It looks like one, but it isn’t really an action camera; in fact, Sony’s RX0 is in a world of its own
- Large 1in sensor
- Water- and shock-proof
- Professional level controls
- No image stabilisation
- No in-camera 4K recording
- Short battery life
We were excited by the Sony RX0 when we first saw it at IFA in October 2017. Here was a tiny, 4K-capable action camera with a sensor around four times the size of the one in GoPro’s Hero 6, along with a host of professional-level features. It looked as if Sony was onto a winner.
For various reasons the tiny RX0 falls short, the reasons for which you’ll read about below. In short, though, this action camera fails because it’s too niche, more difficult to use and generally less flexible than its GoPro rivals.
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Sony DSC-RX0 review: What you need to know
Let’s start with the good stuff, though. The Sony RX0 marks an inflection point for the compact video camera industry because it’s the first to use a bigger sensor. And by big, I mean it has a 1in sensor – the same found in the Sony RX100 V III – where all other action cameras, including the £400 Hero 6 Black, are limited to far smaller, quarter-inch sensors.
This is important. It means the camera can capture four times the amount of light, which means better performance in low light and greater dynamic range. It also has some negative implications for depth of field, but I’ll get onto that in the image-quality section further down.
The bigger issues for the RX0 are that it doesn’t actually record 4K footage in-camera – you need an external recorder like the Atomos Ninja Flame – and aside from being an awkward arrangement to strap to your helmet, surfboard or bike, that’ll double the price of an already expensive camera.
Oh, and the RX0 also doesn’t have in-camera optical or electronic image stabilisation.
Sony DSC-RX0 review: Price and competition
The Sony RX0 is the most expensive video camera of its type I’ve ever tested. It costs £780, which is almost double the price of a GoPro Hero 6 Black, which I already thought was expensive for an action camera.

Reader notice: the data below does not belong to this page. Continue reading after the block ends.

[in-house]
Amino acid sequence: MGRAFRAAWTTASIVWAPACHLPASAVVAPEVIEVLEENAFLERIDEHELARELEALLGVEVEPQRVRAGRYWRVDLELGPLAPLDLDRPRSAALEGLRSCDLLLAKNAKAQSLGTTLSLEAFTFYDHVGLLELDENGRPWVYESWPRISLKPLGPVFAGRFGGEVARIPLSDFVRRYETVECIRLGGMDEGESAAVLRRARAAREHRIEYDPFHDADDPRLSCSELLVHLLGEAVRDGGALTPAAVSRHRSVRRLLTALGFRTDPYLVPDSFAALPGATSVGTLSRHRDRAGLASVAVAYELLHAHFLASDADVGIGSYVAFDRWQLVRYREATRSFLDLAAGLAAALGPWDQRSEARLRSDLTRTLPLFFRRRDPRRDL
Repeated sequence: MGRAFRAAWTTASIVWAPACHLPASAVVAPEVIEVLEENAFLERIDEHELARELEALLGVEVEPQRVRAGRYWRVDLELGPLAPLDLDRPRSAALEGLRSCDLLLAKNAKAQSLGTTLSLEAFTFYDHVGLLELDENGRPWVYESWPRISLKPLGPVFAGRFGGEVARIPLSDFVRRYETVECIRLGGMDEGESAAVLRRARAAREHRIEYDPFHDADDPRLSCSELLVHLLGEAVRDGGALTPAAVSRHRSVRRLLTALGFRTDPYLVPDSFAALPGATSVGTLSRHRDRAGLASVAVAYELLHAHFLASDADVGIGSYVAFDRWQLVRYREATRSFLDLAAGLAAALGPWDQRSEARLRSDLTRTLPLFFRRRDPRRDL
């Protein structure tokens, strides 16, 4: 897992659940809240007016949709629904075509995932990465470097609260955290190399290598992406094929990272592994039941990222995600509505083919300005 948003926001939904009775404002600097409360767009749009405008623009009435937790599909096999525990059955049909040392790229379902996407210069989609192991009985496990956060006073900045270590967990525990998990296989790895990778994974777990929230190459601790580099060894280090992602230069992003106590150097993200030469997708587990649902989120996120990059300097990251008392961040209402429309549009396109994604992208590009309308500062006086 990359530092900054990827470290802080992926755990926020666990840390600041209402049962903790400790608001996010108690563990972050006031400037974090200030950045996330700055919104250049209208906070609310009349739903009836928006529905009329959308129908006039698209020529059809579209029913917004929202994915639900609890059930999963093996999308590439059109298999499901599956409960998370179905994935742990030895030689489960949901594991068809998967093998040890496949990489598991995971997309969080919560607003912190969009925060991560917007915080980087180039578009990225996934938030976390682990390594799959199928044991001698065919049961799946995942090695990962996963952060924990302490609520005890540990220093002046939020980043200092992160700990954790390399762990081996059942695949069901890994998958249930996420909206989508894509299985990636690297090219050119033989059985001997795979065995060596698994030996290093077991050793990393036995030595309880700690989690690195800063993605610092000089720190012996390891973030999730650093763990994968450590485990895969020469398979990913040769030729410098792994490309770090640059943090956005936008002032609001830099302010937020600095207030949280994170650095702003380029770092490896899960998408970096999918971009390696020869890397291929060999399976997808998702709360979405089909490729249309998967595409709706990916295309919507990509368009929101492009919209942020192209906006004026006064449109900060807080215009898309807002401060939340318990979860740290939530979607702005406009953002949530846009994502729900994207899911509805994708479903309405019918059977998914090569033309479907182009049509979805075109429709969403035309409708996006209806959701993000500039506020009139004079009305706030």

If all you want is a lightweight, good-quality camera you can strap to your surfboard, this is clearly not it. The GoPro Hero 6 Black is the best you can buy for those purposes and that costs roughly £400. The Hero 5 Black, which also shoots in 4K, is now available for less than £300, and the Yi 4K+ for around £320. All these cameras are easier to use and will give better results for the majority of users.
Sony DSC-RX0 review: Features and design
Instead, the RX0 is best classed as an alternative production camera. A compact shooter that can be used in places other cameras cannot, as a backup to your main camera or as a more discreet way of capturing high-quality footage. Notwithstanding the fact that it’s waterproof to 10m, shockproof and crushproof, this is not a camera best suited to the extreme sports lifestyle.
So what DO you get for your extra cash? There’s the one inch Exmor RS CMOS sensor, of course, but otherwise not a huge number of bells and whistles, at least on paper. As I mentioned previously, 4K can only be recorded via the camera’s Micro-HDMI output to an external 4K recorder and for most purposes this would be a rather cumbersome, not to mention expensive setup.
In-camera you only get 1080p recording and for day-to-day shooting this can be captured at frame rates up to 60fps in Sony’s XAVC-S format, AVCHD or H.264 MP4 files.
In slow motion, however, you can capture at up to 1,000fps. Yep, that’s right: 1,000fps. This allows you to shoot some truly impressive slow-motion footage, although only in bursts of roughly a second. You also get 500fps and 250fps modes but again these are of limited duration.
This is something the GoPro Hero 6 Black cannot do. The sixth-generation action camera also doesn’t have zebra striping – a professional-level feature where the camera indicates areas where the image is overexposed, so you can address the problem before it’s too late – and neither does it have the rectilinear, 2m wide-angle lens of the Sony. That means you don’t get that fisheye look as you do with GoPro cameras – there’s no distortion at all – although the flipside is that the field of view isn’t nearly as wide.
Another bonus of the Sony is that you can connect an external microphone and control audio levels manually. Likewise, it’s possible to focus the camera manually, with the camera zooming in and employing focus-peaking to help you get everything as sharp as possible.